Electric vehicles have been the hottest topic in the automotive industry for years now. In that time, consumers have seen and heard a seemingly endless stream of messaging regarding EVs.

But a recent survey conducted by Edmunds found there is still a disconnect between what consumers want and what is currently available in the EV market.

In her analysis of the 2024 Edmunds EV Sentiment Survey, conducted in January, head of insights Jessica Caldwell said the results show “a significant mismatch between car shopper preferences and the realities of today’s EV market that could be reflective of current market challenges.”

Those large gaps show up in three areas consumers say are critical EV purchase considerations: price, brand trust, vehicle body type and driving range.

When it comes to cost, the survey found 47% of the respondents who indicated they’re considering an EV for their next vehicle purchase said they’re looking for something at less that $40,000, and 22% want an EVs priced less than $30,000.

Caldwell pointed out there are no new EVs available with an average MSRP of less than $30,000, and only four — the MINI Hardtop 2 Door, Nissan Leaf, Fiat 500e and Hyundai Kona Electric — priced less than $40,000.

Edmunds data shows the average EV transaction price in 2023 was $61,702, almost $15,000 more than the average for all other vehicles ($47,450).

“It’s worth noting that the consumers who are most comfortable with the idea of purchasing a new EV might also not be in a financial position to afford one,” Caldwell said in the analysis, citing survey results showing 90% of 18- to 24-year-olds and 83% of 24- to 34-year-olds said they’re open to an EV as their next purchase.

Caldwell pointed out another disconnect between the types of vehicles EV buyers want and the vehicles being emphasized by automakers.

According to the Edmunds survey, drivers of pickup trucks are least likely to consider an EV for their next purchase, with 39% saying they would not consider one. Meanwhile, just 10% of all respondents who are interested in an EV purchase said they’d be interested in a truck, compared to 43% for cars and 42% for SUVs/crossovers.

The market reality, Caldwell said, is different.

“The electric truck market appears bloated — Rivian R1T, Ford F-150 Lightning, GMC Hummer EV and Tesla Cybertruck, with possibly the Chevrolet Silverado EV, GMC Sierra EV and RAM 1500 Rev arriving in the not-so-distant future,” she said.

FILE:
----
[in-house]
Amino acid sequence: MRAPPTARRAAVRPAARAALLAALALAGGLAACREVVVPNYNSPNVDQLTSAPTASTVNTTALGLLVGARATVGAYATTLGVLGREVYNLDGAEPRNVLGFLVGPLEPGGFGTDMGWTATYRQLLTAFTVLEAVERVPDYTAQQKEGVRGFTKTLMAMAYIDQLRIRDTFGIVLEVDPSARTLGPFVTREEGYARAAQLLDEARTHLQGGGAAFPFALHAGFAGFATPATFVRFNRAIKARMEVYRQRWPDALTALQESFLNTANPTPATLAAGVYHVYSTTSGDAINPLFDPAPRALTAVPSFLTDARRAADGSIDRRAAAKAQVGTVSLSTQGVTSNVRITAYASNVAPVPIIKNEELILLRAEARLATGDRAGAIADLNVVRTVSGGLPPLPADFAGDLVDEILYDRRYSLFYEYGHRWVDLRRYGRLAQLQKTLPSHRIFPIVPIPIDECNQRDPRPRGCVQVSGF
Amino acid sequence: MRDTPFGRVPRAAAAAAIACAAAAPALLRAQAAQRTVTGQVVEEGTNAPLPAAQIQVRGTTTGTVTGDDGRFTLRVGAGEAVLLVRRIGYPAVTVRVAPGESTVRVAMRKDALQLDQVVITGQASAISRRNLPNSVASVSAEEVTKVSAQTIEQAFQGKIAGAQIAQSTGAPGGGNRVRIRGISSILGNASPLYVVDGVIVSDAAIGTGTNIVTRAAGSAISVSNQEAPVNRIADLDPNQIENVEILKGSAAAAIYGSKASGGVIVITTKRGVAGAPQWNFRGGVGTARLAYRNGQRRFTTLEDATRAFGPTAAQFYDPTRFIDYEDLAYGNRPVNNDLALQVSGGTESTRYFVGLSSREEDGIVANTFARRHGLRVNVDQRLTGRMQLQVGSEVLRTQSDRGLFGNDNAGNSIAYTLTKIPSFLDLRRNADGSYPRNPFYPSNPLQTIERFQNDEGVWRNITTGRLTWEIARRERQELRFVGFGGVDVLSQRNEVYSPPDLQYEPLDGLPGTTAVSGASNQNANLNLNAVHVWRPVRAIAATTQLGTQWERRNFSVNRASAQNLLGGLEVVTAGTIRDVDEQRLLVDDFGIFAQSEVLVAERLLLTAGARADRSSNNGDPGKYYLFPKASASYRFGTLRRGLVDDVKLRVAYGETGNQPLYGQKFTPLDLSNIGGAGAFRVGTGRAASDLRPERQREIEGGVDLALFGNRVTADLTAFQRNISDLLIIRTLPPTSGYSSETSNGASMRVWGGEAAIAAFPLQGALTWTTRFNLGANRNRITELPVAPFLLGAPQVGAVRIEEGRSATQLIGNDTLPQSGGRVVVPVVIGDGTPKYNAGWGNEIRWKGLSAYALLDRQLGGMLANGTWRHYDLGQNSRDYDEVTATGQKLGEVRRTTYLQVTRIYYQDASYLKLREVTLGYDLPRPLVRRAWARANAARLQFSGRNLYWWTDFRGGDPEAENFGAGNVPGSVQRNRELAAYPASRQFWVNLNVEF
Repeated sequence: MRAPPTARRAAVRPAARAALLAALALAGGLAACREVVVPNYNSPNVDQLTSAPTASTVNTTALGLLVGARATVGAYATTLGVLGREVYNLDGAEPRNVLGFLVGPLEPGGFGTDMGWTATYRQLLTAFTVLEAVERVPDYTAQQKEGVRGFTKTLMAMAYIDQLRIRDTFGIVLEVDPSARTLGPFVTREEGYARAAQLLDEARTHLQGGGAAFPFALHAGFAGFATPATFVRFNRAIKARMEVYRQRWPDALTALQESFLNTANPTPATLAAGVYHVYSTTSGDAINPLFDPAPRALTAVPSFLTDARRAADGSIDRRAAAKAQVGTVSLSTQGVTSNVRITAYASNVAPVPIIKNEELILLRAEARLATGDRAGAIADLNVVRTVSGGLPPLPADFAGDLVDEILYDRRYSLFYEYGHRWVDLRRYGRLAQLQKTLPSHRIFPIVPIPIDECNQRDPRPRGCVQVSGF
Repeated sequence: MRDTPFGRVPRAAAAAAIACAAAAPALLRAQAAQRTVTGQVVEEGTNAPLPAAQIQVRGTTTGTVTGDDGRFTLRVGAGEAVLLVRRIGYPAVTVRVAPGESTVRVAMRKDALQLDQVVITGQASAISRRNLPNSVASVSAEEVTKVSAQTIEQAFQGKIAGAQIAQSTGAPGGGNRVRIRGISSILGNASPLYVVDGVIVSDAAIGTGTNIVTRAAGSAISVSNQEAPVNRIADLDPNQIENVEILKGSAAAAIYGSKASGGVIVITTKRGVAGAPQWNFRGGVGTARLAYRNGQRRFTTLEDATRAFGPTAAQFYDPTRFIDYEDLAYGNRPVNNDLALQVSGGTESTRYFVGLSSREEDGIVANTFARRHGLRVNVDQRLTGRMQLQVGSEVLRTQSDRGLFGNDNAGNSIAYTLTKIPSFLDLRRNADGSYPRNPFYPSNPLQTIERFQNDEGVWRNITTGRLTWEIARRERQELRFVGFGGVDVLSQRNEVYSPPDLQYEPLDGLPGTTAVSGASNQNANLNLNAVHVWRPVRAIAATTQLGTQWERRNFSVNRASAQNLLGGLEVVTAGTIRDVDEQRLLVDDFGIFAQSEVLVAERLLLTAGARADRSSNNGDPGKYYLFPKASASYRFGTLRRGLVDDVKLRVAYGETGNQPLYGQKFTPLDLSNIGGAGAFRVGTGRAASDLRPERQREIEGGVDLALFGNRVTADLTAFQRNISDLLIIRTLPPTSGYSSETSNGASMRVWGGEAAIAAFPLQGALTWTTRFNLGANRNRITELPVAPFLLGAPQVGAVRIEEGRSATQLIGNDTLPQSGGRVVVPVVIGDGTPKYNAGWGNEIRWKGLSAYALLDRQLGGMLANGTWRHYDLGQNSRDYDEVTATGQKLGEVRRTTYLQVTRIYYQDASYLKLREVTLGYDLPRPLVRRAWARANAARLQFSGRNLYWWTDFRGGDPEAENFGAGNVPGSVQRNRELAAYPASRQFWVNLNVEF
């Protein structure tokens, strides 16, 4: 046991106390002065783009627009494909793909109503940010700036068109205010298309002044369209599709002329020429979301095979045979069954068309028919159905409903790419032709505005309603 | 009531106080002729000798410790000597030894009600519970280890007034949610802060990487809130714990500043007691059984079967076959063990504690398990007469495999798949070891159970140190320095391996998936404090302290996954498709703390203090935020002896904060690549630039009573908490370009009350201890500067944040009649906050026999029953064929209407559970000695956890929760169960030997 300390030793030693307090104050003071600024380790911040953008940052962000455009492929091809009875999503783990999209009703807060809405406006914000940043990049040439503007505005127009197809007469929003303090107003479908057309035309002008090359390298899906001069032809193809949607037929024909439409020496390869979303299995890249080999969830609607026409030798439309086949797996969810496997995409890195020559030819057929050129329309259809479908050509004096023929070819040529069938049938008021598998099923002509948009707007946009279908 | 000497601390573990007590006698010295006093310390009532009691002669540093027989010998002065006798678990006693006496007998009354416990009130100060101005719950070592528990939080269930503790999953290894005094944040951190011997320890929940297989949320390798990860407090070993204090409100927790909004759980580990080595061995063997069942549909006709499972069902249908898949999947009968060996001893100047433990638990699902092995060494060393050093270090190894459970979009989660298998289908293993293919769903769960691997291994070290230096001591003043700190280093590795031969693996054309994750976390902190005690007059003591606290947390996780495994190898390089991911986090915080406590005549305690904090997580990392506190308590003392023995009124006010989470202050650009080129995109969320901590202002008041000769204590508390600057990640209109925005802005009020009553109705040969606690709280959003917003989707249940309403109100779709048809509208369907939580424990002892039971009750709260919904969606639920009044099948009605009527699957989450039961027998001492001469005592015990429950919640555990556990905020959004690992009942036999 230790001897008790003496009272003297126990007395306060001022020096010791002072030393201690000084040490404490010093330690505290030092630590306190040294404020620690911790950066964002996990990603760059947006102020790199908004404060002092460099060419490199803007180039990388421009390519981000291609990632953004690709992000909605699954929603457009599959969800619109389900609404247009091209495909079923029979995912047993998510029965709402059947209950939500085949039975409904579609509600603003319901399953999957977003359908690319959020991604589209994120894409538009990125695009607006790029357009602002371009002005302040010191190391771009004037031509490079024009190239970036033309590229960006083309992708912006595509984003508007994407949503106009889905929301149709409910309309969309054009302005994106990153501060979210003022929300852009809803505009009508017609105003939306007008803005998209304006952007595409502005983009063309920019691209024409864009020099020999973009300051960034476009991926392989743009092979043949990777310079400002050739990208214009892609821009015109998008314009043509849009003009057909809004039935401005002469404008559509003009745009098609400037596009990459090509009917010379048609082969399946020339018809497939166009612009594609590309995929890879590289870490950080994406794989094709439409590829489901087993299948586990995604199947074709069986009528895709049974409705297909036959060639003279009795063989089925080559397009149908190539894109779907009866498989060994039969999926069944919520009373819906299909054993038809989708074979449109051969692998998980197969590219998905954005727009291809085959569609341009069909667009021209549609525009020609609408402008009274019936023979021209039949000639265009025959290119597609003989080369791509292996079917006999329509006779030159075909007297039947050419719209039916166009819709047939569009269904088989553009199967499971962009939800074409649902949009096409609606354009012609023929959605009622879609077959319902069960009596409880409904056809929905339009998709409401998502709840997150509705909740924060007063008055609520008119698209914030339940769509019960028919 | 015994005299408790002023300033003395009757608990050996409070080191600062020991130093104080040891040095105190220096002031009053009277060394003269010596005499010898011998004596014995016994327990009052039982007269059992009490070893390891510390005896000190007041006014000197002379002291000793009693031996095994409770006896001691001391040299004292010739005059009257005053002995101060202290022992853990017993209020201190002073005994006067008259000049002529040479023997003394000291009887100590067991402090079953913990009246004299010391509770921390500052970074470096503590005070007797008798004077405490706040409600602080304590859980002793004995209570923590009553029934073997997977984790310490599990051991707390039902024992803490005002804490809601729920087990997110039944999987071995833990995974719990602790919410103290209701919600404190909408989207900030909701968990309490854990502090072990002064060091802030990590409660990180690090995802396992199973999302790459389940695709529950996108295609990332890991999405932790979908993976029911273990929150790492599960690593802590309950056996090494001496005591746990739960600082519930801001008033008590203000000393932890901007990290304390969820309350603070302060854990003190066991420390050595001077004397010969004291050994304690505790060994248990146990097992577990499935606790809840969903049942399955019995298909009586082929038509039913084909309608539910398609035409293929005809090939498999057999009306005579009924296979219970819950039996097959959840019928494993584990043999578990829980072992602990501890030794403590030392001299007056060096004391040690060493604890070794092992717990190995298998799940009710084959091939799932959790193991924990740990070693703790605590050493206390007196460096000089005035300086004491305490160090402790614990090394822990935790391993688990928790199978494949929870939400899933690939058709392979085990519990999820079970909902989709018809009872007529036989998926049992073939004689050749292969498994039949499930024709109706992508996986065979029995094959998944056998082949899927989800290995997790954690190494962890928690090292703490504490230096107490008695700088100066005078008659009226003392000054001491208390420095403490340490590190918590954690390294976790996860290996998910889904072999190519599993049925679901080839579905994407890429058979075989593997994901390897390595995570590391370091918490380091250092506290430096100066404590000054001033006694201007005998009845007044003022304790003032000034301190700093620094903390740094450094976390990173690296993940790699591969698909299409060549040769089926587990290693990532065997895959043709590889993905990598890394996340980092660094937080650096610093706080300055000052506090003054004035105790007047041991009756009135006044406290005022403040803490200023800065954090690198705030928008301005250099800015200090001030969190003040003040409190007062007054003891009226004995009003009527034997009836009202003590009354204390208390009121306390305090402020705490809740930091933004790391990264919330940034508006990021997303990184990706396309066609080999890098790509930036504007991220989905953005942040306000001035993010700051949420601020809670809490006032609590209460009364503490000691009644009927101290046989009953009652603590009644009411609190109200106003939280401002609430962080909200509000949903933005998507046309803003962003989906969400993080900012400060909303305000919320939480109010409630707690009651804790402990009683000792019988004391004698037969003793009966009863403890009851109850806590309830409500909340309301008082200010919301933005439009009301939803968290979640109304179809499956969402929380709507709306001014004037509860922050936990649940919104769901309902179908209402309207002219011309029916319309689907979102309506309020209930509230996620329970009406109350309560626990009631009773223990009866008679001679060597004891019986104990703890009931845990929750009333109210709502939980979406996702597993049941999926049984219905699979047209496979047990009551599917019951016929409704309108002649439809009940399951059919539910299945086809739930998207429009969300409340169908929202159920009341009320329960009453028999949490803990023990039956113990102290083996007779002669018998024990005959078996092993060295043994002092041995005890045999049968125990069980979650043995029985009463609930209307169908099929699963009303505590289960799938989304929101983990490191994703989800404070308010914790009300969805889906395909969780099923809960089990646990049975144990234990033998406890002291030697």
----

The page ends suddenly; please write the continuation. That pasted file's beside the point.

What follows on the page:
“It’s not surprising that the Detroit automakers moved swiftly to protect their top money-making products from the threat of EV startups, but at least for now it appears this fear was unwarranted, as EV pickup trucks are still largely niche products with a limited consumer base.”

The results of the survey’s questions about range yielded interesting results that Caldwell said imply a “knowledge gap” among consumers.

Asked what they desire regarding the range for an EV they’d consider buying, 46% of respondents said they’d be comfortable with 200 miles or less. And 24% said 99 miles or less.

The fact is, those are very low figures. Edmunds’ EV range test found the vast majority of EV models on the market can go 200 miles or more before recharging, and, Caldwell said, “the significant percentage of respondents who indicated they were comfortable with a range below 100 miles signals a potential knowledge gap surrounding realistic range expectations.”

Edmunds said its data shows sales of EVs rose to 6.9% of new vehicle market share in 2023, up from 5.2% in 2022. But the company’s analysts predict the rate of growth will slow through 2024.

“The electric vehicle market is growing,” Caldwell said in her analysis, “but consumers have enough reservations about the current options and charging infrastructure challenges to limit more significant growth in the short term.”